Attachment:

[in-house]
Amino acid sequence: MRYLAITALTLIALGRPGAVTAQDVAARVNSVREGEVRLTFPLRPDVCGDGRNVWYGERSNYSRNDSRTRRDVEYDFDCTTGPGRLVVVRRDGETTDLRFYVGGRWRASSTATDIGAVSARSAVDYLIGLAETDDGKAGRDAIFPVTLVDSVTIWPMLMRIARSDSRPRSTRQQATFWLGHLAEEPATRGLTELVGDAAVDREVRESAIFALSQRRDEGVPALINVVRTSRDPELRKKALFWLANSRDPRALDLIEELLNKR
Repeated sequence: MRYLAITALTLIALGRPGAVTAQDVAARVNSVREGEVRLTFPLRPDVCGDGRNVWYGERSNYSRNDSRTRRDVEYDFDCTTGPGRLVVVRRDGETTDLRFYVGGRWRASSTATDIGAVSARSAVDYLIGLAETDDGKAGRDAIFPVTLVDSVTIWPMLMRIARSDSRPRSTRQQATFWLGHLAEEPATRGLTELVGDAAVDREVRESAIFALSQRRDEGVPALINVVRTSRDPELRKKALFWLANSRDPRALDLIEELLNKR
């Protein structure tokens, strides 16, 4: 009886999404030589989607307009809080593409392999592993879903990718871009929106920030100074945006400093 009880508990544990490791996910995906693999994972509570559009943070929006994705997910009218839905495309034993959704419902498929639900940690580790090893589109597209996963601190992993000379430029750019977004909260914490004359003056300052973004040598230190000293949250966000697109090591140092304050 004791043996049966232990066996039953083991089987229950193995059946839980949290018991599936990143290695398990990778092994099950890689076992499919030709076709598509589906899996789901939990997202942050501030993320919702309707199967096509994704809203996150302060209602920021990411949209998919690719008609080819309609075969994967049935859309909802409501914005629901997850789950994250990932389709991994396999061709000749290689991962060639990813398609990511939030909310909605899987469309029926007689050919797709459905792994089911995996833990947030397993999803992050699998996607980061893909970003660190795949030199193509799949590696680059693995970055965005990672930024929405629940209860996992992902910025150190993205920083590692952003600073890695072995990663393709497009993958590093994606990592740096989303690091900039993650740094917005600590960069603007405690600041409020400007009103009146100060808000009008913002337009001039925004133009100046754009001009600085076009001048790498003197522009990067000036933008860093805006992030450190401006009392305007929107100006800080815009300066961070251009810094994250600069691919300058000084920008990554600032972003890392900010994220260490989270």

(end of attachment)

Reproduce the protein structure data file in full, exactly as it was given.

[in-house]
Amino acid sequence: MRYLAITALTLIALGRPGAVTAQDVAARVNSVREGEVRLTFPLRPDVCGDGRNVWYGERSNYSRNDSRTRRDVEYDFDCTTGPGRLVVVRRDGETTDLRFYVGGRWRASSTATDIGAVSARSAVDYLIGLAETDDGKAGRDAIFPVTLVDSVTIWPMLMRIARSDSRPRSTRQQATFWLGHLAEEPATRGLTELVGDAAVDREVRESAIFALSQRRDEGVPALINVVRTSRDPELRKKALFWLANSRDPRALDLIEELLNKR
Repeated sequence: MRYLAITALTLIALGRPGAVTAQDVAARVNSVREGEVRLTFPLRPDVCGDGRNVWYGERSNYSRNDSRTRRDVEYDFDCTTGPGRLVVVRRDGETTDLRFYVGGRWRASSTATDIGAVSARSAVDYLIGLAETDDGKAGRDAIFPVTLVDSVTIWPMLMRIARSDSRPRSTRQQATFWLGHLAEEPATRGLTELVGDAAVDREVRESAIFALSQRRDEGVPALINVVRTSRDPELRKKALFWLANSRDPRALDLIEELLNKR
């Protein structure tokens, strides 16, 4: 009886999404030589989607307009809080593409392999592993879903990718871009929106920030100074945006400093 009880508990544990490791996910995906693999994972509570559009943070929006994705997910009218839905495309034993959704419902498929639900940690580790090893589109597209996963601190992993000379430029750019977004909260914490004359003056300052973004040598230190000293949250966000697109090591140092304050 004791043996049966232990066996039953083991089987229950193995059946839980949290018991599936990143290695398990990778092994099950890689076992499919030709076709598509589906899996789901939990997202942050501030993320919702309707199967096509994704809203996150302060209602920021990411949209998919690719008609080819309609075969994967049935859309909802409501914005629901997850789950994250990932389709991994396999061709000749290689991962060639990813398609990511939030909310909605899987469309029926007689050919797709459905792994089911995996833990947030397993999803992050699998996607980061893909970003660190795949030199193509799949590696680059693995970055965005990672930024929405629940209860996992992902910025150190993205920083590692952003600073890695072995990663393709497009993958590093994606990592740096989303690091900039993650740094917005600590960069603007405690600041409020400007009103009146100060808000009008913002337009001039925004133009100046754009001009600085076009001048790498003197522009990067000036933008860093805006992030450190401006009392305007929107100006800080815009300066961070251009810094994250600069691919300058000084920008990554600032972003890392900010994220260490989270």